the teenage thieves fester

™      ™      ™      ™

with one tap for twenty-four inmates,

the hardest on top, like the guards.

Each crime is sweated out in the heat,

a rape, a stolen anorak.

™      ™      ™      ™

And so all the passing birds long

to fly in at the little crosses

bearing pebbles of light

like migrating souls.

™      ™      ™      ™

Everywhere time stops, history yields,

eternity hesitates, while nature

spreads out and endures.

Like honey the evening comes.

In central London you can hear a pin drop.

Pillar patterns in the wallpaper continue, deep in the night,

to bear up this Edwardian world.

In the corner of the mirror a pilot, with a light,

watches the US election on CNN on a laptop.

Headphones, spectacles suspended from the neck ―

these do not interrupt the operations of insomnia

or the tides of interracial sleep that come

to glue like balm the former exacerbations.

From Halloween and Guy Fawkes to Obama

to the Chancellor’s Autumn statement to the next

decision on interest rates, to the Glenrothes by-election ―

the diminished days wince past.

™      ™      ™      ™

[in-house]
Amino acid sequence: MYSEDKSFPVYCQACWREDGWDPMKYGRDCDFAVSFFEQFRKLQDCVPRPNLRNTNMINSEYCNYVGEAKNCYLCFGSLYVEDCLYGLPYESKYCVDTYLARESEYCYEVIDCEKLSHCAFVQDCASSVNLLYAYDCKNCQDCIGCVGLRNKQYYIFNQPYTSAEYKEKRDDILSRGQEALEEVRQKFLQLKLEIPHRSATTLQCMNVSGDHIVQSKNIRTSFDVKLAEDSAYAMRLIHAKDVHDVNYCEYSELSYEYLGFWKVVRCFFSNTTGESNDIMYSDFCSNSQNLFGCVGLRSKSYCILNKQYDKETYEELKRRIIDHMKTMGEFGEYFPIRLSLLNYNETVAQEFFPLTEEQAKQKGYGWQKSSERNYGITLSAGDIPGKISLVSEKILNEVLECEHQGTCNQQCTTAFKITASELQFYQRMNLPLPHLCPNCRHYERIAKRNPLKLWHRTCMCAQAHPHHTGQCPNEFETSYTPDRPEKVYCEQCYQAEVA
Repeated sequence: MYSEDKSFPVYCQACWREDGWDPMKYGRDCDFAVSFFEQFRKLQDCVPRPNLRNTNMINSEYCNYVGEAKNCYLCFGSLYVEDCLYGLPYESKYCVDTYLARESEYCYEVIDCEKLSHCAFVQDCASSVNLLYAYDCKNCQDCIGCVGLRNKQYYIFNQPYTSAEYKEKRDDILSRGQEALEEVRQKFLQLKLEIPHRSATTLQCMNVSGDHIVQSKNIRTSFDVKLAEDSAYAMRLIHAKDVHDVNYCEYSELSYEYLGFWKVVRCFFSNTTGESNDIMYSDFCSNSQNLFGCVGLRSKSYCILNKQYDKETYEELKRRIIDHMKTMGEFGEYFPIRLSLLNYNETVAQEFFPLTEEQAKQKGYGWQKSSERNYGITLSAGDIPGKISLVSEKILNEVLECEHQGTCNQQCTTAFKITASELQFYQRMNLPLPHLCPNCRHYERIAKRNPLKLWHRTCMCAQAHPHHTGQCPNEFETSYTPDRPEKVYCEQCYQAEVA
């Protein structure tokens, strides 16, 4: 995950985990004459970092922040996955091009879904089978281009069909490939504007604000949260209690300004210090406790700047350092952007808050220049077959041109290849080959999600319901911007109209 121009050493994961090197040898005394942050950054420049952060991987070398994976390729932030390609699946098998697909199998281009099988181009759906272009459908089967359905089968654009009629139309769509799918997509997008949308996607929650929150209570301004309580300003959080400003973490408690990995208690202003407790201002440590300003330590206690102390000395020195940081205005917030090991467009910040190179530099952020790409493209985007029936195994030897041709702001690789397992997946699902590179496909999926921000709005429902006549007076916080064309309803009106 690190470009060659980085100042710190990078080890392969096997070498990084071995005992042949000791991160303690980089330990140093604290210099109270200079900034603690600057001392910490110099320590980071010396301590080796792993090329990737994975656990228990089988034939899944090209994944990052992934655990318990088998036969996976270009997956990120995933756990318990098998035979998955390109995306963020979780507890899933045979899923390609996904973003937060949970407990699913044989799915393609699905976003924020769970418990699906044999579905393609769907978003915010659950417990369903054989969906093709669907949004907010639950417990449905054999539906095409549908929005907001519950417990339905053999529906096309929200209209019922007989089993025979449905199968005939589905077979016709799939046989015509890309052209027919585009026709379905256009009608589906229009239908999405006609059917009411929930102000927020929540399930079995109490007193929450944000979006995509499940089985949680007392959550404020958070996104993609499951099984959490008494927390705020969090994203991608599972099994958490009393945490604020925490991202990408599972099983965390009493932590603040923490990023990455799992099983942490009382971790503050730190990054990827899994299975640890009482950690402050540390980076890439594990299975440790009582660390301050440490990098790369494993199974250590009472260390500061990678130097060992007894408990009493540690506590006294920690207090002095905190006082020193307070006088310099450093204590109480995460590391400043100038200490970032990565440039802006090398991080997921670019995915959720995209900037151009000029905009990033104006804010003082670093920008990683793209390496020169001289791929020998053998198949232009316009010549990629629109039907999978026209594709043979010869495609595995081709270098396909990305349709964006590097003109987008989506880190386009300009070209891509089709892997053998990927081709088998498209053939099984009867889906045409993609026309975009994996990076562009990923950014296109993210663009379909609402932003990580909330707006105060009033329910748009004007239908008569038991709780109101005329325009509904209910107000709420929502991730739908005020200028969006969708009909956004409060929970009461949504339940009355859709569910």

We fold and unfold. On the ward,

life and health are infused by means of

liquids, signatures, rituals against contamination.

The relapse, which we defer, is inevitable.

With the accurately personal atmosphere,

nobody has any doubts as to what we are dealing with.

A year or two is thought to be precious.

As the man with the collar discovers,

they hold the cup of life to your lips for the last sip.

Like the flow in the Tottenham Court Road,

it is impressionism without the umbrellas.

We co-operate ingeniously in the defeat

of pointless and shameful suffering.

™      ™      ™      ™

But shuffling and shoving slop between groups

and uncertainty arises as regards criminal intent

and the scientific impact of pesticides.

There are ripples in the econosphere.

Fire broke out, a bus crashed, a plane came down

in Mexico City to disturb all calculations.

Meanwhile our attention is milled

in the great spiral of hospital urgency and delay

and the frail coracle of the soul churns out the storm,

uncertain whether headed for port or reef,

and finding them perhaps not so very different.

Explanation

 

One fine May morning, Ian McMillan came into the Radio 3 (classical music) Breakfast studio and announced to listeners that they could collaborate to produce a poem. He had written the first line; a friend had contributed the second. Listeners hit their e-mail and before long the following poem had been produced, each line by a different hand:

 

The Poem

 

I pull the curtains wide and feel the morning on my face